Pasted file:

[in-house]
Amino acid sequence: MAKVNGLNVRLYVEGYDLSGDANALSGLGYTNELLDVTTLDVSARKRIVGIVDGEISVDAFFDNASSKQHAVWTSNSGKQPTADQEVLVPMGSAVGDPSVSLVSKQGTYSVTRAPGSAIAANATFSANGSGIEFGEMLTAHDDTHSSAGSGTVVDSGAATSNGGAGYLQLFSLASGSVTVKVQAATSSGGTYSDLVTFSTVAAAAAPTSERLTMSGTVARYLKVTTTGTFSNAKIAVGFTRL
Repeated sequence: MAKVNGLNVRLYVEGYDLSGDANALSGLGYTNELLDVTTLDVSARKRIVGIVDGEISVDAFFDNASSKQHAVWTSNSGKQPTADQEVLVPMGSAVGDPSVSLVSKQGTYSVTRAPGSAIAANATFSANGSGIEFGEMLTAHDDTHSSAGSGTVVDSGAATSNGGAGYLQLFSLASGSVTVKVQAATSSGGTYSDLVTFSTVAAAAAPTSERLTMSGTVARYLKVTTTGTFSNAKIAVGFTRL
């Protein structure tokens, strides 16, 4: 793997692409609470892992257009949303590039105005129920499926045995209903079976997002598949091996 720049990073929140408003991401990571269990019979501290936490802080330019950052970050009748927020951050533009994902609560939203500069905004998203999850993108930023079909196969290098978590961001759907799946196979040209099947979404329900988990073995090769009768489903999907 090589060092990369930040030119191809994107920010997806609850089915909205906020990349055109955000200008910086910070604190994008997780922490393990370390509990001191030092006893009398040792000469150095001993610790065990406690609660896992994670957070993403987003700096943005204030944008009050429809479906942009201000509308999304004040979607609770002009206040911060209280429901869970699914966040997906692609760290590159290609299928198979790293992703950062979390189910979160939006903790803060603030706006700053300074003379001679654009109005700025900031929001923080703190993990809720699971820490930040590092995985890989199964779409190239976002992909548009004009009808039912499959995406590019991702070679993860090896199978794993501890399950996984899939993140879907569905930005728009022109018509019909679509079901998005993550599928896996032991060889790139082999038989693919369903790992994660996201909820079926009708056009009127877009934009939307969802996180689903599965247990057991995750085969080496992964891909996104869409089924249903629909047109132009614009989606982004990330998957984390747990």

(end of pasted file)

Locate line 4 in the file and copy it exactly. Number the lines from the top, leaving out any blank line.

């Protein structure tokens, strides 16, 4: 793997692409609470892992257009949303590039105005129920499926045995209903079976997002598949091996 720049990073929140408003991401990571269990019979501290936490802080330019950052970050009748927020951050533009994902609560939203500069905004998203999850993108930023079909196969290098978590961001759907799946196979040209099947979404329900988990073995090769009768489903999907 090589060092990369930040030119191809994107920010997806609850089915909205906020990349055109955000200008910086910070604190994008997780922490393990370390509990001191030092006893009398040792000469150095001993610790065990406690609660896992994670957070993403987003700096943005204030944008009050429809479906942009201000509308999304004040979607609770002009206040911060209280429901869970699914966040997906692609760290590159290609299928198979790293992703950062979390189910979160939006903790803060603030706006700053300074003379001679654009109005700025900031929001923080703190993990809720699971820490930040590092995985890989199964779409190239976002992909548009004009009808039912499959995406590019991702070679993860090896199978794993501890399950996984899939993140879907569905930005728009022109018509019909679509079901998005993550599928896996032991060889790139082999038989693919369903790992994660996201909820079926009708056009009127877009934009939307969802996180689903599965247990057991995750085969080496992964891909996104869409089924249903629909047109132009614009989606982004990330998957984390747990």